Those guys and others not yet as well known are the future of boxing, a sport that for too long has been recycling the likes of Mosley (as it will again in May for one last beating against Pacquiao in a fight that's a joke), Bernard Hopkins (who can still fight although it is unclear why he bothers or where it’s all headed), Roy Jones and, sadly, even 48-year-old Evander Holyfield, who continues to delude himself but not many other people into believing he will soon unify the heavyweight title again.
If fighters like Ward, Alvarez, Rios, Khan, WBC welterweight champion Andre Berto and middleweight king Sergio Martinez continue their rise they could be the antidote for the art of the retread that Arum and Golden Boy have been forcing fans to buy the past few years at the expense of what boxing needs most – fresh faces.

The heavyweight division, which many believe determines the relevancy of boxing to the larger world, remains a vast desert of disinterest here in the US. The Klitschko brothers, Vitali and Wladimir, hold 75 per cent of the title belts but few peoples’ imaginations in the US, although to be fair they are European superstars and don’t really need U.S. cable TV money to thrive economically.

Each defended their titles twice this year, Vitali against lame competition (Albert Sosnowski and Shannon Briggs) and Wladimir against better fighters (Sam Peter and Eddie Chambers) but not competitive ones. Sadly, there is no American on the horizon to challenge them, a comment on the division and on our country, where the athletes who used to be Joe Louis or Muhammad Ali now opt for the easier and frankly safer road of the NFL or the NBA. Who can blame them considering all the nonsense a fighter has to go through to just make a living these days?

The one heavyweight match that would be compelling and might lift the sport up for at least a night would be either of the Klitschkos facing lippy WBA champion David Haye. The fast-talking Brit claims to not be ducking them but he’s had more maladies befall him after shouting from the rooftops how much he wants to challenge them that you have to wonder if Haye is simply a case of big hat no cattle syndrome.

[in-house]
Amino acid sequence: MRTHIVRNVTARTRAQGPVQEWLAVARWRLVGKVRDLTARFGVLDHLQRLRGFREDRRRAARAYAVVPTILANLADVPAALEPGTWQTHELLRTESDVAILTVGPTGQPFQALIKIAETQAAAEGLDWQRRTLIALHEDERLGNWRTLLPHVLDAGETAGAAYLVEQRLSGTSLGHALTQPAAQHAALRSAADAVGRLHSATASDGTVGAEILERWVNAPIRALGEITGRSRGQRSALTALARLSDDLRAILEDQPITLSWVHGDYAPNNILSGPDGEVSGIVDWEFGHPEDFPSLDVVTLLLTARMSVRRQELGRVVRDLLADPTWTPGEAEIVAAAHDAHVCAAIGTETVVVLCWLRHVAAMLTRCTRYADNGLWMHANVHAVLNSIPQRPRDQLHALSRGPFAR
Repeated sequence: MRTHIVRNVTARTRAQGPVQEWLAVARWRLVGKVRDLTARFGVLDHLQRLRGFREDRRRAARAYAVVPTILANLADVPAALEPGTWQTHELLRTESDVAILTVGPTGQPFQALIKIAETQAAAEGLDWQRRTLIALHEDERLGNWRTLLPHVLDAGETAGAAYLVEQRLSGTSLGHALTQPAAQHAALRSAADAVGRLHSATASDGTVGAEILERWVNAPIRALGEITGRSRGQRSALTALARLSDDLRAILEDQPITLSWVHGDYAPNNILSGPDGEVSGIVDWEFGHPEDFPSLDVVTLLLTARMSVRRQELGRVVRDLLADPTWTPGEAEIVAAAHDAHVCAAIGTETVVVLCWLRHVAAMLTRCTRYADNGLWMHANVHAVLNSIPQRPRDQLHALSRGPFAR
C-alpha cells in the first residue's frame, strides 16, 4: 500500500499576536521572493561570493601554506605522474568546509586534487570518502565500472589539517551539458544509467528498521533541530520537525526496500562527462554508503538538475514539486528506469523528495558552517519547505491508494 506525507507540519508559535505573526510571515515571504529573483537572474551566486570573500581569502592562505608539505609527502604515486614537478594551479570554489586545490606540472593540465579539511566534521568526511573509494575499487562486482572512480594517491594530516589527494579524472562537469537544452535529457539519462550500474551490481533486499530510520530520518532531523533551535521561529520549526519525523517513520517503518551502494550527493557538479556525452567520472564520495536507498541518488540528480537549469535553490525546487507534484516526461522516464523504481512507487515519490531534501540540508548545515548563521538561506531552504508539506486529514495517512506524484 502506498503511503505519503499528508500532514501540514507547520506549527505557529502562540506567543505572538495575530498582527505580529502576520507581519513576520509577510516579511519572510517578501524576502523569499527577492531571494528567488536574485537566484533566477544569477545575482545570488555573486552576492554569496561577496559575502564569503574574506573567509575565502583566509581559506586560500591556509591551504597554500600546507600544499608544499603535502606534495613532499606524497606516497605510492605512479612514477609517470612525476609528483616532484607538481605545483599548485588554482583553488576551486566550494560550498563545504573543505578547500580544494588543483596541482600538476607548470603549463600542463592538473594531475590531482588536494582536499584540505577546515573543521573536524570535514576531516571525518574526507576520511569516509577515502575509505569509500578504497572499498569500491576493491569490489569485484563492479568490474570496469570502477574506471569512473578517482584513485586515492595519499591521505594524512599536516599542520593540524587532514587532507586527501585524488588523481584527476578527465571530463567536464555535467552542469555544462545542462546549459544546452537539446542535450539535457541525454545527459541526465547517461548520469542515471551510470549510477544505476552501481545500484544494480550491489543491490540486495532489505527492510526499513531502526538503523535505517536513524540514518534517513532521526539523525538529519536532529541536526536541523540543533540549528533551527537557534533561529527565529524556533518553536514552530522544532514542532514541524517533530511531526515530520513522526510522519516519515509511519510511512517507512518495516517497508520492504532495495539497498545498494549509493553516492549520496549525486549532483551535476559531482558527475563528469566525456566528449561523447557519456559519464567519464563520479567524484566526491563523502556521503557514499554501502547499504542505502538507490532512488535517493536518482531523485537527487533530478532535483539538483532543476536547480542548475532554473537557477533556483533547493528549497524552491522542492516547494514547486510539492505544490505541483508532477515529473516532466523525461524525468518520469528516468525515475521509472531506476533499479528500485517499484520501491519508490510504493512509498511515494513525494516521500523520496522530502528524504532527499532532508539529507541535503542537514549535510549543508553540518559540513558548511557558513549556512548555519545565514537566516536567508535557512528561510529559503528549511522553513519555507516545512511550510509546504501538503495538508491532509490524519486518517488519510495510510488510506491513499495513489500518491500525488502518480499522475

For the sake of the sport, we should all be lighting candles each night in hopes our prayers will be answered and Haye will finally agree to meet one of them. It may not prove to be much of a fight but at least it will give us something to talk about for a few months.

Whatever Haye and the Klitschkos decide the fighter with the most upside at the moment however seems to be Sergio Martinez.  He has matinee idol looks, a big enough punch to put Paul Williams to sleep with one shot and a work ethic second to none. The Argentine fighter had a year for himself, starting with a drubbing of Kelly Pavlik followed by his demolishment of Williams. Those kinds of victories, coupled with his Oscar De La Hoya-like looks, are the type of things that if HBO or SHOWTIME would get behind him could allow Martinez to capture the attention of both fight fans and more casual ones.

In general, Hispanics fighters continued to dominate much of the sport’s front pages with Juan Manuel Marquez’s two victories in lightweight title fights leading that storyline. His war with Michael Katsidis is a strong candidate for Fight of the Year and his technical skill and calm demeanor make him the uncrowned challenger to Pacquiao. The two have unfinished business that should be settled this year if Arum stops standing in the way.

Two other fighters who gave us moments to remember in 2010 were Juan Manuel Lopez, who knocked out three solid opponents including highly respected Mexican warrior Rafael Marquez, and Giovani Segura, who won four times (that’s three years work for Mayweather) in 2010, all by knockout. Along the way, Segura defeated one of the great minimum weight fighters in history, slick Ivan Calderon, to win the belt on Aug. 28.

Lastly, boxing gave us another magical cinematic moment as well with the release of “The Fighter,’’ a film based on the life and hard times of junior welterweight scrapper Micky Ward. The film has won rave reviews and many awards and seems likely to have several of its actors nominated for Academy Awards, most notable Christian Bale for his sadly humorous portrayal of Ward’s troubled half brother, former fighter Dickie Ecklund.

Boxing has a long history of providing the framework for memorable movies and it did it again with “The Fighter,’’ a film that did more for boxing than any promoter did all year.

All in all, it wasn’t the best of years for boxing but it was a good year that picked up speed in the final months and, like that great golf shot you finally hit out of the rough on the 18th, left us with reasons to hope for a better year in 2011. If somehow it gives us Mayweather-Pacquiao, the emergence of Alvarez and Rios, the ascension of Martinez and Haye vs. the best available Klitschko in addition to the kind of solid performances that always come along, it could be a year to remember.